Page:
Spring is a time for new things. On the farm there were cute barnyard babies to be petted, new green grass to be run through barefoot, and the redolence of new apple blossoms to be savored. And always, there was a family of robins in the lilac bush in the front yard. For the parent birds there was no time for seeing, hearing and smelling the excitement of the season. They were completely dedicated to the open mouths and the demanding cries of their young.
It was approaching evening on a beautiful spring day, still cool enough for shoes and a sweater. It was an exciting time to be in the barnyard with the baby calves, pigs, and fuzzy little yellow and black chicks. Momma announced that it was feeding time, and I expectantly put on my shoes and waited for her to tie them. To my surprise, she stepped over me as I sat in the doorway, with a quick, “You can do it.” I looked up at my sister, Mildred. She was always an easy touch. “I can’t tie them!” I whined. She hoisted my baby sister on her hip and went out the door, quoting the phrase that was often uttered in our household: “Can’t is a coward, too lazy to try.” Winifred would be no help. She was busy in the kitchen with preparation for the evening meal.
No doubt about it, they were all conspiring against me. I sat in the doorway screaming. When I stopped occasionally to see if there was any response, I could hear the calves frisking through the gate, being turned in to their mothers, and the piglets squealing as they tumbled over each other to get the food that was being poured into their feeding trough. I could envision baby Garnetta throwing the ears of corn to the grown-up pigs from the safety of the fence while Mildred held her securely, and Momma shelling corn for the chickens clucking and scrambling for it. I could hear the delighted laughter of my baby sister and the voices of Mildred and Momma. I could be enjoying the activity, too, if someone would only tie my shoes for me!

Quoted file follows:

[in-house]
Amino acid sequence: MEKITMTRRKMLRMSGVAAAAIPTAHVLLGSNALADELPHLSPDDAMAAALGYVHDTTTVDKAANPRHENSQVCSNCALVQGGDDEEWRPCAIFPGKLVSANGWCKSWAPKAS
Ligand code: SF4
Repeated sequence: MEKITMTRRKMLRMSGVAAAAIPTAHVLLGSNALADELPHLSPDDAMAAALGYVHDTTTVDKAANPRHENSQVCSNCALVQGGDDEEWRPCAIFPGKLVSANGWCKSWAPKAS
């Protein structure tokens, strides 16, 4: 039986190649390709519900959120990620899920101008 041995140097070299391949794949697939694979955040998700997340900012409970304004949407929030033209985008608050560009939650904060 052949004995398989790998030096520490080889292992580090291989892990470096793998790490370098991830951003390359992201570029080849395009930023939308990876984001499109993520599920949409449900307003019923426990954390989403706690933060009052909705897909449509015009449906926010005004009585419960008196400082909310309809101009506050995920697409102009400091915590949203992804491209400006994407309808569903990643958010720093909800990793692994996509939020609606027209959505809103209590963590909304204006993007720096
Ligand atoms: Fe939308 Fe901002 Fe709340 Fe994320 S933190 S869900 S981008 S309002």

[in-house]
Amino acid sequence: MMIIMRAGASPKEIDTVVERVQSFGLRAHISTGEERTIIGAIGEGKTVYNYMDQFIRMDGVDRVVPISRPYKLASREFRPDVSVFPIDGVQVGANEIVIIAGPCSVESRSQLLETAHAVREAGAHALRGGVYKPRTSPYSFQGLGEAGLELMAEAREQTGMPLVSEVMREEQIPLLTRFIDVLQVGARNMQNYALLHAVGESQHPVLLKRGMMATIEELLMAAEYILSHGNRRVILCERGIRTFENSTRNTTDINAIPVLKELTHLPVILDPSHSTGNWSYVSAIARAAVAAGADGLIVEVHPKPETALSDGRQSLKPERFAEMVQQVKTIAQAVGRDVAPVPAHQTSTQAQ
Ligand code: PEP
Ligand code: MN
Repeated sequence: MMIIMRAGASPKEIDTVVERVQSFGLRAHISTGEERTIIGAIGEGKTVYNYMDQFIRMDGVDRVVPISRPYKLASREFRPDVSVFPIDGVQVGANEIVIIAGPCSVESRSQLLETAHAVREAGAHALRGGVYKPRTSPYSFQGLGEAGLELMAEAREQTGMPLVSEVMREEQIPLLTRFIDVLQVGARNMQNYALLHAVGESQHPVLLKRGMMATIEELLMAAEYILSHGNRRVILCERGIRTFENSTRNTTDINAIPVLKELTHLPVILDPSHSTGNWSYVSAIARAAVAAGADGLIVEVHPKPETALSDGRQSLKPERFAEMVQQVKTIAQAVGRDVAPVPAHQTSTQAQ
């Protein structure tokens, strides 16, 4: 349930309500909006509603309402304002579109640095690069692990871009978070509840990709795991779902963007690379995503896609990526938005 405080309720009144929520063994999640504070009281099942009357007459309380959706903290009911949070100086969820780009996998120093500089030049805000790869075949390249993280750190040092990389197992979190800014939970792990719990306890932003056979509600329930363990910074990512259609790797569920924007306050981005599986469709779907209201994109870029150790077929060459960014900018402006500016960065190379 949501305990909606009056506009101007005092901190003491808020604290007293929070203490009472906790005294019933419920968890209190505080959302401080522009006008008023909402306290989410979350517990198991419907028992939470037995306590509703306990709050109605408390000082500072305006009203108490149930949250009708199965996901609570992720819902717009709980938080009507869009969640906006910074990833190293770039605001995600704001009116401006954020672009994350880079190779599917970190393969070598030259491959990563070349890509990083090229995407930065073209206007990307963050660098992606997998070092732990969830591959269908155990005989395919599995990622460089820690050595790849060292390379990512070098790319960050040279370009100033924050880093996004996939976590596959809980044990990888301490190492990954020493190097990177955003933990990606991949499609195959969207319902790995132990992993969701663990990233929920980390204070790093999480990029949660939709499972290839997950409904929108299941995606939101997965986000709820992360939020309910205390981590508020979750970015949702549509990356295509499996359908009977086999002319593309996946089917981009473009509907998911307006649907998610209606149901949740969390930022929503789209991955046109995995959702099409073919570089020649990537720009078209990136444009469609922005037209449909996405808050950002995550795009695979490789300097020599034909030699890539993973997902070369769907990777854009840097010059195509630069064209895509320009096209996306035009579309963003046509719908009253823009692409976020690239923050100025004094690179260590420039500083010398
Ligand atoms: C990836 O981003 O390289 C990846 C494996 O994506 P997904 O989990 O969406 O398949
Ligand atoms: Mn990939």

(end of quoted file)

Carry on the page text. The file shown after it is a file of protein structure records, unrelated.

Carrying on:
My yelling continued until I suddenly realized that no one was listening. I stopped abruptly, and in the silence I could hear the clock whose gentle ticking was always a source of comfort to me. It seemed to be taunting me now, ticking “You can, you can, you can!”
I turned my attention halfheartedly to the limp shoe laces and made a perfunctory attempt. Then I tried again, and again, until I became absorbed in what I was doing. I began to remember the steps they had shown me, starting with making “rabbit ears.” At last I got it all together! I jumped up and started to the barn. I almost tripped on the one that came loose, but I sat down in the road and went through the steps again carefully.
As I neared my sisters I felt both good and bad at once, embarrassed and excited, ashamed and pleased: ashamed that I had raised such a fuss, but pleased that I had conquered the shoe laces. Would they notice what I had done? Would Mildred make fun of me? Would Momma scold me for my tantrum?
Mercifully, no one said a word about the ordeal. No one praised my achievement, and no one reprimanded my foolishness. For this I was grateful. As if nothing had happened, Momma handed me the ear of corn she was shelling and went off to do the milking. We finished the feeding chores with a little time left to play with the animals before the sun slipped behind the ridge.
The birds in the lilac bush eventually grew large enough to find their own food. It looked so cruel and heartless when the mother bird urged them to the edge of the nest, then ruthlessly pushed them overboard while they protested loudly. It is hard to leave the comfort of the care of someone older and wiser. But the mother bird probably felt the distress of her young as she did what she had to do. My mother was not deaf to my pleas. No doubt she was mentally sitting with me, agonizing over my frustration, but knowing that fledglings have to fly.